The Day Dead Jesus Passed My House – An Easter Tradition

It had been a long week but I had made it through. What’s more, it was Easter so I had a three-day weekend to look forward to! After 3 months of being in Italy, I was beginning to get used to things. Teaching was going well and I was slowly getting used to the language and famous Italian bureaucracy. I even had plans for Easter Sunday – a big traditional lunch with a friend’s family. As I sat in my flat with the two stray cats I had managed to pick up, I couldn’t help but be proud of what I had achieved in the space of a few months. I could honestly say I deserved my beer, even if it was just a Peroni. No, I wasn’t out at a crazy party in Rome (newsflash: working abroad isn’t just one long holiday) but I was happy with life. That was until I heard the music.

Just as I was eating, I heard the ominous notes of what can only be described as some form of death march. A chill ran down my spine as I heard low-key chanting. The sound seemed to echo around my kitchen. What was that? Curiosity drove me out onto my balcony where I could see a sea of lights bobbing down the main road. All around were crowds of people stood silently, watching. Below the lights, I could see men dressed in green and white robes, swaying in time to the music. The source of the chanting. Loudspeakers were being carried above the mass of bodies, sending their unnerving anthem out across the town.

Easter Procession in Sulmona

Then I saw Him. Jesus. Not just any Jesus, though. It was Jesus lying on his deathbed being carried down the street. For someone who grew up in a non-religious family in Wales, this was quite a shock. The chanting continued as Dead Jesus was paraded down the street for all to see. Then came Mary, all dressed in black, carried on the shoulders of the men below. Along she went with the crowd, mourning her dead son, a black veil covering her face. I watched in awe, totally mesmerised by the performance playing out in front of me. As the crowds passed, I was left in a state of utter bewilderment on my balcony, not sure whether or not to believe what I had just seen. The procession lasted well into the night, going all around the town before finishing up back at its starting point, where Jesus was put away until the next year.

Easter in Sulmona

The Friday procession is not the only celebration here in Sulmona. The celebrations start on Palm Sunday, the Sunday before Easter, when everyone goes to church and leaves with an olive branch. On Easter Thursday, people traditionally take part in “Sepolcri”, where they complete a circuit of the churches throughout Sulmona. For young people, “Sepolcri” now involves trying to complete a circuit of the pubs and bars in the town.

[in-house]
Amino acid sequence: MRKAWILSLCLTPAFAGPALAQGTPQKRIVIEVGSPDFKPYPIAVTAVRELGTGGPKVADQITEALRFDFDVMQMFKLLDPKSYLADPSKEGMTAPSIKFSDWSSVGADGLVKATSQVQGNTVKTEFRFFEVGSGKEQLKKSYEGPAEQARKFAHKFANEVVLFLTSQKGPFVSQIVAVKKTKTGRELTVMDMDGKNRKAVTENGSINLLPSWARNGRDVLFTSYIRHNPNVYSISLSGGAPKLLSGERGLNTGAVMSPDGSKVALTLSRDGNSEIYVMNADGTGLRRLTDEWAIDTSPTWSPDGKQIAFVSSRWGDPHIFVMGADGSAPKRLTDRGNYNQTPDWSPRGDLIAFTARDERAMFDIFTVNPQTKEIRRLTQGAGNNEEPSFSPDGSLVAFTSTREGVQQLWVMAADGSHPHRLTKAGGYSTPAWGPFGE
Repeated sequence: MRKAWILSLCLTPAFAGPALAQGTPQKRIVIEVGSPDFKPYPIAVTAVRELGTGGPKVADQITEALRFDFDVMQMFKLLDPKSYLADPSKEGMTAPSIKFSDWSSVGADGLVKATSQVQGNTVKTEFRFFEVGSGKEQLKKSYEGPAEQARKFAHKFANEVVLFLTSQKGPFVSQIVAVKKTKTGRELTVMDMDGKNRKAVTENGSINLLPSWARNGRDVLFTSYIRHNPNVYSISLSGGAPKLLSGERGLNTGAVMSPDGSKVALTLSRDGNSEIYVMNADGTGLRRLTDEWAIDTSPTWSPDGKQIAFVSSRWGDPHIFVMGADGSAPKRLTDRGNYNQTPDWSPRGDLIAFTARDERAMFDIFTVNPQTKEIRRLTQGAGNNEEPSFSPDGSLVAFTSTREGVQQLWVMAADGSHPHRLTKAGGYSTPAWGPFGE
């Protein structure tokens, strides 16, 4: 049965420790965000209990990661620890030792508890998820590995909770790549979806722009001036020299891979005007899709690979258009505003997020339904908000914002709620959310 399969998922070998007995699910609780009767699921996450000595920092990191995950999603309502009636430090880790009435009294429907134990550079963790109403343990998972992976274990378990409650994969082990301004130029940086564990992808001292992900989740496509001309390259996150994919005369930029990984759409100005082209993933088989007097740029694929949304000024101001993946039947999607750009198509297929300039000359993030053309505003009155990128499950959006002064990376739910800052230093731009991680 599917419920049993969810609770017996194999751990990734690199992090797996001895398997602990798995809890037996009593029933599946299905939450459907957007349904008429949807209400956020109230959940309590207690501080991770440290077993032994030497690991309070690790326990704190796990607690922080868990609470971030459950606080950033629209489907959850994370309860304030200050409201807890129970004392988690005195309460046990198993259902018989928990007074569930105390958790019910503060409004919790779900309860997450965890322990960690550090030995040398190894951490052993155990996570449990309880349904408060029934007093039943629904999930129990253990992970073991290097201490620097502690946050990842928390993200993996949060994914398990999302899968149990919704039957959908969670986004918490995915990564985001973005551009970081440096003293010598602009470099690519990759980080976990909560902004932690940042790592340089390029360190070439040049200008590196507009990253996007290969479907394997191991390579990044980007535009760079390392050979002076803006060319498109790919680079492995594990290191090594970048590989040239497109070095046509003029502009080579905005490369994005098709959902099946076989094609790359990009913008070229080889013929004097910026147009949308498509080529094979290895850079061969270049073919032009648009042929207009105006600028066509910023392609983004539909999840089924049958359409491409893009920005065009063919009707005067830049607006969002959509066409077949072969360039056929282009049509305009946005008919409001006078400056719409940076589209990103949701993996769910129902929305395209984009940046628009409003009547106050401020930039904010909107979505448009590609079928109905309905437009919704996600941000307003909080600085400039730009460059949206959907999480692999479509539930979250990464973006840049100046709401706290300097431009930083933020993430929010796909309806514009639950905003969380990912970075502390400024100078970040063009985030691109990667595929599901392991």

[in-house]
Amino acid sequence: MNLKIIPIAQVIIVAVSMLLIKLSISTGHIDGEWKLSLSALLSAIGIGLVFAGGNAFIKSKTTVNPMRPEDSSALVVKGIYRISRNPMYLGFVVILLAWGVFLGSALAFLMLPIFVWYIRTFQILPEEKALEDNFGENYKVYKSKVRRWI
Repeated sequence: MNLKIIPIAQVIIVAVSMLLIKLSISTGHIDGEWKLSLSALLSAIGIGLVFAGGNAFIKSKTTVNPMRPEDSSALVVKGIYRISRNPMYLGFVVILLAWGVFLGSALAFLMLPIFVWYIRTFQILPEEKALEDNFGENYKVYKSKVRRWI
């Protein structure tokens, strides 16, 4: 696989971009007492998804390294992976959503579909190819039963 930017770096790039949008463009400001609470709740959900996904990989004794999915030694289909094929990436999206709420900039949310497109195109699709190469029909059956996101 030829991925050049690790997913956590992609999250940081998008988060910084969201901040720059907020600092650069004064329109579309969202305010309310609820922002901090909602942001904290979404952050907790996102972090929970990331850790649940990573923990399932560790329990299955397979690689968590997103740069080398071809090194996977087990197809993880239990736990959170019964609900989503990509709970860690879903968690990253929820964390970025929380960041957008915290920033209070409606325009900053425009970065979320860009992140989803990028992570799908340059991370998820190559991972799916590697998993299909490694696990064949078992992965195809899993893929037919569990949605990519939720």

La Madonna Che Scappa in Piazza

Easter Sunday boasts La Madonna che Scappa in Piazza, or the Running Madonna. This is a huge event in Sulmona’s cultural calendar. The whole town gathers in the main square, Piazza Garibaldi, and waits in sweet anticipation for the moment when Mary and Jesus are reunited after his resurrection. It really is quite a show and people arrive early to make sure they have the best spot, come rain or shine.

Just before midday, the Apostles Peter and John knock at the church door where Mary has hidden herself away, mourning the death of her son. The first time, she doesn’t believe John and sends him away. So next Peter tries. According to local tradition, Peter is a well-know liar. Again, Mary refuses to believe that her son has risen from the dead and closes the door in his face. John tries once more and this time Mary comes out of the church to see what they are talking about. When she sees her son at the other end of the square, she runs full throttle towards him, ripping of her black robes as she goes. Doves fly out and reveal a bright green dress as Mary embraces Jesus.

There are lots of superstitions surrounding this event. If the Madonna falls, or the doves don’t fly properly or the dress doesn’t come off completely, bad things will happen. In fact, in 1914 and 1940, the ceremony didn’t go quite to plan, leading the people of Sulmona to believe that it was a premonition for the world wars that followed. If you find yourself in Sulmona on Easter Sunday, you should definitely head to Piazza Garibaldi but be sure to get there early or you won’t see anything. If you’re not in town, there will be a live stream via webcams that you can watch from anywhere in the world.

Watch the Venerdi Santo Procession below:

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